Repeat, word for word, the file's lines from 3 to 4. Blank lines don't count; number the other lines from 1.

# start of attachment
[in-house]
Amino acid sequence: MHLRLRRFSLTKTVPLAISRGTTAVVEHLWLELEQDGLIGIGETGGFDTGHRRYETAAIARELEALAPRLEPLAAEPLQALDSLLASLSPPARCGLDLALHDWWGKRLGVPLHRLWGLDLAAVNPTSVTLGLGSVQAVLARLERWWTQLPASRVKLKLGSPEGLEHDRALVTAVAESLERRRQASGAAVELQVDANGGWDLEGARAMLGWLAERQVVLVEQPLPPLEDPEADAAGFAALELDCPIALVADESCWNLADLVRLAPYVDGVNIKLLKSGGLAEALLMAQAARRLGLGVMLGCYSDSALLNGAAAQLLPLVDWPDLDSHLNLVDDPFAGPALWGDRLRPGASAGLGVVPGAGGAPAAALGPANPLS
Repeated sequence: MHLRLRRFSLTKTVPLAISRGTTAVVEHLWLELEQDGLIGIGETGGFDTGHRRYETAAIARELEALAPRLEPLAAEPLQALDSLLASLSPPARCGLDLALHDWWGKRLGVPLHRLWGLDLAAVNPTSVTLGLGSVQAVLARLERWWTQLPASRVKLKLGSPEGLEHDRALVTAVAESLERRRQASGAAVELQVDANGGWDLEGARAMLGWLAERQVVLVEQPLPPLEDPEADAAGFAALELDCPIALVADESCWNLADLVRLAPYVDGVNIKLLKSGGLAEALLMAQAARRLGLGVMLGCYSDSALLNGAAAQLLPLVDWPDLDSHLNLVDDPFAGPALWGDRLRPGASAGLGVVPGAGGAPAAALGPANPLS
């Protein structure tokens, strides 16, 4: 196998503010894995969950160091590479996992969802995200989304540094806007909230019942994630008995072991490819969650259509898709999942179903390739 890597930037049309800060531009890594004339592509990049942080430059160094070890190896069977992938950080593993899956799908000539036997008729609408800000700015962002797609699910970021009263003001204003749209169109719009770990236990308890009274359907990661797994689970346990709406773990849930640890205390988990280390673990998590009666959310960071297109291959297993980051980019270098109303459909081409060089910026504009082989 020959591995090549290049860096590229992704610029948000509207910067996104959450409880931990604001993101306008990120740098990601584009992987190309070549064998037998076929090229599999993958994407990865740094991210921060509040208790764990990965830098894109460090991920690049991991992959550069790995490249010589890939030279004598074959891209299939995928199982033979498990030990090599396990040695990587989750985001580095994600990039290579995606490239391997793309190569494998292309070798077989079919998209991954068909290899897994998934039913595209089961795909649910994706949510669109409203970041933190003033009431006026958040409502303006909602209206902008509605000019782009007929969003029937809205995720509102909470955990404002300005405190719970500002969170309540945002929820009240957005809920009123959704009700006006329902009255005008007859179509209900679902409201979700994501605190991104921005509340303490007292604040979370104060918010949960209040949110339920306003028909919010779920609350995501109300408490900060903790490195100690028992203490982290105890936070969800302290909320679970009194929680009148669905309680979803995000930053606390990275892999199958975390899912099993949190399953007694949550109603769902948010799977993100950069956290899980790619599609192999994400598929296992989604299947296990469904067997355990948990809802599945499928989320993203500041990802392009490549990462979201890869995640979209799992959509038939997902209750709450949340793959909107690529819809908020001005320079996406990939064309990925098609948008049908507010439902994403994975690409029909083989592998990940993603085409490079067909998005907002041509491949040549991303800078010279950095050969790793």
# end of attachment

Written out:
Repeated sequence: MHLRLRRFSLTKTVPLAISRGTTAVVEHLWLELEQDGLIGIGETGGFDTGHRRYETAAIARELEALAPRLEPLAAEPLQALDSLLASLSPPARCGLDLALHDWWGKRLGVPLHRLWGLDLAAVNPTSVTLGLGSVQAVLARLERWWTQLPASRVKLKLGSPEGLEHDRALVTAVAESLERRRQASGAAVELQVDANGGWDLEGARAMLGWLAERQVVLVEQPLPPLEDPEADAAGFAALELDCPIALVADESCWNLADLVRLAPYVDGVNIKLLKSGGLAEALLMAQAARRLGLGVMLGCYSDSALLNGAAAQLLPLVDWPDLDSHLNLVDDPFAGPALWGDRLRPGASAGLGVVPGAGGAPAAALGPANPLS
């Protein structure tokens, strides 16, 4: 196998503010894995969950160091590479996992969802995200989304540094806007909230019942994630008995072991490819969650259509898709999942179903390739 890597930037049309800060531009890594004339592509990049942080430059160094070890190896069977992938950080593993899956799908000539036997008729609408800000700015962002797609699910970021009263003001204003749209169109719009770990236990308890009274359907990661797994689970346990709406773990849930640890205390988990280390673990998590009666959310960071297109291959297993980051980019270098109303459909081409060089910026504009082989 020959591995090549290049860096590229992704610029948000509207910067996104959450409880931990604001993101306008990120740098990601584009992987190309070549064998037998076929090229599999993958994407990865740094991210921060509040208790764990990965830098894109460090991920690049991991992959550069790995490249010589890939030279004598074959891209299939995928199982033979498990030990090599396990040695990587989750985001580095994600990039290579995606490239391997793309190569494998292309070798077989079919998209991954068909290899897994998934039913595209089961795909649910994706949510669109409203970041933190003033009431006026958040409502303006909602209206902008509605000019782009007929969003029937809205995720509102909470955990404002300005405190719970500002969170309540945002929820009240957005809920009123959704009700006006329902009255005008007859179509209900679902409201979700994501605190991104921005509340303490007292604040979370104060918010949960209040949110339920306003028909919010779920609350995501109300408490900060903790490195100690028992203490982290105890936070969800302290909320679970009194929680009148669905309680979803995000930053606390990275892999199958975390899912099993949190399953007694949550109603769902948010799977993100950069956290899980790619599609192999994400598929296992989604299947296990469904067997355990948990809802599945499928989320993203500041990802392009490549990462979201890869995640979209799992959509038939997902209750709450949340793959909107690529819809908020001005320079996406990939064309990925098609948008049908507010439902994403994975690409029909083989592998990940993603085409490079067909998005907002041509491949040549991303800078010279950095050969790793």